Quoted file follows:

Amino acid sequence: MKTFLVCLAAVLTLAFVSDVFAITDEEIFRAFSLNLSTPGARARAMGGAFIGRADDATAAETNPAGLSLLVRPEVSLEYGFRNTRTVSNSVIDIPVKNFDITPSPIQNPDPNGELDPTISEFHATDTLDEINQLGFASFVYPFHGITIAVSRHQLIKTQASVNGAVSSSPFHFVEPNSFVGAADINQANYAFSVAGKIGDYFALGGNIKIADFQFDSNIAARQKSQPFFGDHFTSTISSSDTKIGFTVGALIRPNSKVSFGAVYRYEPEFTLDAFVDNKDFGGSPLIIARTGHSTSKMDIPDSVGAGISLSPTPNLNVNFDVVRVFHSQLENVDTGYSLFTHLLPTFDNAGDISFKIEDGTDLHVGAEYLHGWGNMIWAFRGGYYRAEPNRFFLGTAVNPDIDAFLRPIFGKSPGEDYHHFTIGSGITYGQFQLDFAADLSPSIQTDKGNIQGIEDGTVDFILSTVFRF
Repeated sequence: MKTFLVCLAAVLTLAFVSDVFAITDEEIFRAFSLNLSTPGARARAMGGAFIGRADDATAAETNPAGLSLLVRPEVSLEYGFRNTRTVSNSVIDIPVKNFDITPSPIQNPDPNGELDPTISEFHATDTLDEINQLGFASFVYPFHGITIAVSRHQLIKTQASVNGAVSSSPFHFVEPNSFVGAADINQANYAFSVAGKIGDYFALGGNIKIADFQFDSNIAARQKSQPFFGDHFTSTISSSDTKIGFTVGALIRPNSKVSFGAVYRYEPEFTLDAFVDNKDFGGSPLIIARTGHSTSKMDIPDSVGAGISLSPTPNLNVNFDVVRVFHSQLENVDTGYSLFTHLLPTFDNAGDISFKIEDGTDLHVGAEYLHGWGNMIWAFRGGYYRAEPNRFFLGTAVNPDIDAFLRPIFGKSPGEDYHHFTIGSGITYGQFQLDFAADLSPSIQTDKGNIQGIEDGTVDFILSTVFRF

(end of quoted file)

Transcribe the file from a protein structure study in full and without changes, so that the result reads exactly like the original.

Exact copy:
Amino acid sequence: MKTFLVCLAAVLTLAFVSDVFAITDEEIFRAFSLNLSTPGARARAMGGAFIGRADDATAAETNPAGLSLLVRPEVSLEYGFRNTRTVSNSVIDIPVKNFDITPSPIQNPDPNGELDPTISEFHATDTLDEINQLGFASFVYPFHGITIAVSRHQLIKTQASVNGAVSSSPFHFVEPNSFVGAADINQANYAFSVAGKIGDYFALGGNIKIADFQFDSNIAARQKSQPFFGDHFTSTISSSDTKIGFTVGALIRPNSKVSFGAVYRYEPEFTLDAFVDNKDFGGSPLIIARTGHSTSKMDIPDSVGAGISLSPTPNLNVNFDVVRVFHSQLENVDTGYSLFTHLLPTFDNAGDISFKIEDGTDLHVGAEYLHGWGNMIWAFRGGYYRAEPNRFFLGTAVNPDIDAFLRPIFGKSPGEDYHHFTIGSGITYGQFQLDFAADLSPSIQTDKGNIQGIEDGTVDFILSTVFRF
Repeated sequence: MKTFLVCLAAVLTLAFVSDVFAITDEEIFRAFSLNLSTPGARARAMGGAFIGRADDATAAETNPAGLSLLVRPEVSLEYGFRNTRTVSNSVIDIPVKNFDITPSPIQNPDPNGELDPTISEFHATDTLDEINQLGFASFVYPFHGITIAVSRHQLIKTQASVNGAVSSSPFHFVEPNSFVGAADINQANYAFSVAGKIGDYFALGGNIKIADFQFDSNIAARQKSQPFFGDHFTSTISSSDTKIGFTVGALIRPNSKVSFGAVYRYEPEFTLDAFVDNKDFGGSPLIIARTGHSTSKMDIPDSVGAGISLSPTPNLNVNFDVVRVFHSQLENVDTGYSLFTHLLPTFDNAGDISFKIEDGTDLHVGAEYLHGWGNMIWAFRGGYYRAEPNRFFLGTAVNPDIDAFLRPIFGKSPGEDYHHFTIGSGITYGQFQLDFAADLSPSIQTDKGNIQGIEDGTVDFILSTVFRF